Hello, my name is Joanna Belbey and I’m the Social Media and Compliance Specialist at Actiance. I’m an enthusiastic social media user as well having worked at FINRA for a number of years creating and delivering more than 350 educational events a year. Plus I ran my own training company for awhile. Here at Actiance, I help regulated firms deploy social media effectively while complying with the regulations. My biggest challenge is getting all the key stakeholder in the room – HR, Legal, Compliance, Risk, Governance, Investor Relations, Corp Communications, Marketing all the lines of business and IT and Security. And the getting them all to talk to each other so they can work collaboratively to create social media polices for their firms that Actiance can implement.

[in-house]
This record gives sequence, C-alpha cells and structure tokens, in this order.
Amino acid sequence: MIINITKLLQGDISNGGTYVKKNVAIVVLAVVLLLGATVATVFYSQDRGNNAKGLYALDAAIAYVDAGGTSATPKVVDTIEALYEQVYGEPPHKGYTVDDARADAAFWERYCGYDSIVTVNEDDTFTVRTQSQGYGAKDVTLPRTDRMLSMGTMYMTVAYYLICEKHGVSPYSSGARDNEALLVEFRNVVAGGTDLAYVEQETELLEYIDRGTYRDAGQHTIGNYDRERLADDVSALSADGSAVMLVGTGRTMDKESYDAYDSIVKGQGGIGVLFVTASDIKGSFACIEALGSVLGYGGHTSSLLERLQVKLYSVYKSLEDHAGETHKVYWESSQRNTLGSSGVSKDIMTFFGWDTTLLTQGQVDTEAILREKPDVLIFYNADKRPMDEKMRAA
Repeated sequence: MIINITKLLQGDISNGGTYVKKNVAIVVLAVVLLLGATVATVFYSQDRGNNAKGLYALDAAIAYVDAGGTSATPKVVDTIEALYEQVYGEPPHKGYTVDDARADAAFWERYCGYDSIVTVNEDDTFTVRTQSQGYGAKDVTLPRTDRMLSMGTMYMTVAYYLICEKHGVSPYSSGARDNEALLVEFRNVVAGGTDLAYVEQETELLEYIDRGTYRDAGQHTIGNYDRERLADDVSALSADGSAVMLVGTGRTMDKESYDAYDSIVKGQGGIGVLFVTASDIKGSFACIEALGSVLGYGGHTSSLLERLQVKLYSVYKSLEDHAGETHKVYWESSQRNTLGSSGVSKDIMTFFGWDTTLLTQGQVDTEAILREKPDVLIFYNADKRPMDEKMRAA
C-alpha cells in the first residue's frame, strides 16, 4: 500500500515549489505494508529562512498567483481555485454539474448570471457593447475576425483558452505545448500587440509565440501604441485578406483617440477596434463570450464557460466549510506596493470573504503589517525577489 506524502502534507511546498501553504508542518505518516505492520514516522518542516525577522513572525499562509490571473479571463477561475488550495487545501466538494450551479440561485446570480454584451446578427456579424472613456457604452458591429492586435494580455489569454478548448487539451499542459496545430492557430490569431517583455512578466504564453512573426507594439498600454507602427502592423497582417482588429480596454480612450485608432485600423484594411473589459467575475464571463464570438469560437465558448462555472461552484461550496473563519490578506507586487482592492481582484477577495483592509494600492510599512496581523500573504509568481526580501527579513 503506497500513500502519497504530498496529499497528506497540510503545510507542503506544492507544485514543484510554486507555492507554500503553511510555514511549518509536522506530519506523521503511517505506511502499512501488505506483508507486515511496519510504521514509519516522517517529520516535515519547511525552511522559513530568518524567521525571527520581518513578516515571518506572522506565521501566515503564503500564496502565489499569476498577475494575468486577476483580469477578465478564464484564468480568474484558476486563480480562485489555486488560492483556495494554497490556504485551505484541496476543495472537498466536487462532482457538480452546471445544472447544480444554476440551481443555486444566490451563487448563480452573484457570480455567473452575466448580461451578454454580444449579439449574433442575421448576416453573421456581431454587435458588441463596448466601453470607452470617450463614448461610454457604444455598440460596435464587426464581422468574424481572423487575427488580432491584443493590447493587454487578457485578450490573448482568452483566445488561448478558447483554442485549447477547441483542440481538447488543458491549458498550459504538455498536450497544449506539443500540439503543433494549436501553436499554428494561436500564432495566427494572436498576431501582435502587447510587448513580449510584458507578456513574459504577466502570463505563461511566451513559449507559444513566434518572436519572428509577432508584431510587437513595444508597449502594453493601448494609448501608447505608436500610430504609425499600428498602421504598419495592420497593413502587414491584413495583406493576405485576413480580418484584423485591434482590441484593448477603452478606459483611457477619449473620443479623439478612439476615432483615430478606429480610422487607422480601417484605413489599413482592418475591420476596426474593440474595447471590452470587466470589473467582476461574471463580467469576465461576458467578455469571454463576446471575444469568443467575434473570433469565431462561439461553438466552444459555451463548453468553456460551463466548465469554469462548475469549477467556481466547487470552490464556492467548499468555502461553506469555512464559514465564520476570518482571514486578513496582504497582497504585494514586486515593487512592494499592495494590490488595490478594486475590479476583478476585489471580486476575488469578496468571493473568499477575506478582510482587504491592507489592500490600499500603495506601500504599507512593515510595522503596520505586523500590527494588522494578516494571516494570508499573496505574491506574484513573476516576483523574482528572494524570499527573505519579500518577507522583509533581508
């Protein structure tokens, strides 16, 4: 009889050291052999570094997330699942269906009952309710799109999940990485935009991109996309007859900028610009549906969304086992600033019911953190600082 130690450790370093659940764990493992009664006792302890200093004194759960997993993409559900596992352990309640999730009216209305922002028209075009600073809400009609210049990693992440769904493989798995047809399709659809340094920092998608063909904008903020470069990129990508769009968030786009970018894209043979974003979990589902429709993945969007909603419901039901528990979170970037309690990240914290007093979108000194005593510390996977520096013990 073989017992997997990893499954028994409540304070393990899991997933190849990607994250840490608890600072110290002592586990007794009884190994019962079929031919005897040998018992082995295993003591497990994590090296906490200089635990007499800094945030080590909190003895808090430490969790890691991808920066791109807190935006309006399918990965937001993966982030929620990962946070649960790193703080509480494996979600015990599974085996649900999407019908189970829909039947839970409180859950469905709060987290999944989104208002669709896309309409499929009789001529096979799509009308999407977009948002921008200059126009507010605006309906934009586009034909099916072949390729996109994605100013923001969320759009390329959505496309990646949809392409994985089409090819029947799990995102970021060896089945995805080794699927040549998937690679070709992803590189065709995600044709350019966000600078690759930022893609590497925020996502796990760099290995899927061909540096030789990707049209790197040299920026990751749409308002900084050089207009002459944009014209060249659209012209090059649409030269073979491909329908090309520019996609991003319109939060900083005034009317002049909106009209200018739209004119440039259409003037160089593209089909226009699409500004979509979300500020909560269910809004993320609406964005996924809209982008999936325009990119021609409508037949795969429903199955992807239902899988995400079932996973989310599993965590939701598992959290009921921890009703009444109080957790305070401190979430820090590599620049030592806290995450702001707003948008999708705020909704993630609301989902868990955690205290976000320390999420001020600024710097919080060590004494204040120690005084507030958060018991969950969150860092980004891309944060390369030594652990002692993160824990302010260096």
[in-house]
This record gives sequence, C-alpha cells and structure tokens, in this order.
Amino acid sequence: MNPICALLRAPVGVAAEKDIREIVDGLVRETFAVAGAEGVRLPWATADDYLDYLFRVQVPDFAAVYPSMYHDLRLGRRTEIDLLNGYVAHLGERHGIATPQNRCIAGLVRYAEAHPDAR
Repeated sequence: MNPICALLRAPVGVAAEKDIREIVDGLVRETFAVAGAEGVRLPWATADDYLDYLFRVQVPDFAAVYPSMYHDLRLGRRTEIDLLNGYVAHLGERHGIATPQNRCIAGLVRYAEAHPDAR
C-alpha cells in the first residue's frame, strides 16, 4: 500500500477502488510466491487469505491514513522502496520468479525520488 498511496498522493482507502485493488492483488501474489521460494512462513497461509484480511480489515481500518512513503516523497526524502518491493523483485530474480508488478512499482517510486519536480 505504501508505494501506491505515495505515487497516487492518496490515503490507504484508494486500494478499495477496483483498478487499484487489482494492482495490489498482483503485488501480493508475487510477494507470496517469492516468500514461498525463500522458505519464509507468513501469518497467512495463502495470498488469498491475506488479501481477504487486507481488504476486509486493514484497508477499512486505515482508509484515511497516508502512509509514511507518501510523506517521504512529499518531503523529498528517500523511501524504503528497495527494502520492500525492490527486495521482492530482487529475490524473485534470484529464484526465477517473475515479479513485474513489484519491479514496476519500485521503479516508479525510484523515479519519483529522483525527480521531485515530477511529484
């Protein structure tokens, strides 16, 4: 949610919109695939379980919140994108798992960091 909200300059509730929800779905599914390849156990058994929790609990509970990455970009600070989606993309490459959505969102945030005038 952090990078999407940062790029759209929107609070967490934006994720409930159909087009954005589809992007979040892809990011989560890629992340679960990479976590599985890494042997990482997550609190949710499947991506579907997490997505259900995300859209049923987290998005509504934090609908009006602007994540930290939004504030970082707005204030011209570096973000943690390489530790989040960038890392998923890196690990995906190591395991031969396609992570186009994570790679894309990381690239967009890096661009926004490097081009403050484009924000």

OBJECTIVE:Show thought leadership and customer wins up front and personal.TEXT:That approach works whether our customers are large or small. I’d like to think that our customer says it better than we can….Let me call out some specific reasons that these clients selected Actiance.Resources – we have the critical mass to support YOU and your internal customers. CULTURE – a culture of partnering, this isn’t about a technology sale, this is about enabling individuals in your organization to utilize communications tools effectively and efficiently, whilst remaining secure and compliant. You have a vision, your vision isn’t about Facebook, its not about Jive or any of those speciifc platforms, because that’s the immediate, the here and the now. Your vision is about integration and communicating and collaborating with your clients, improving your business and increasing your bottom line, that’s what Actiance’s platform enables the execution of your vision and we bring the required compliance, plus the marketing capabilities to make that happen.SEGUE:Let switch gears. I want to talk to you about human behavior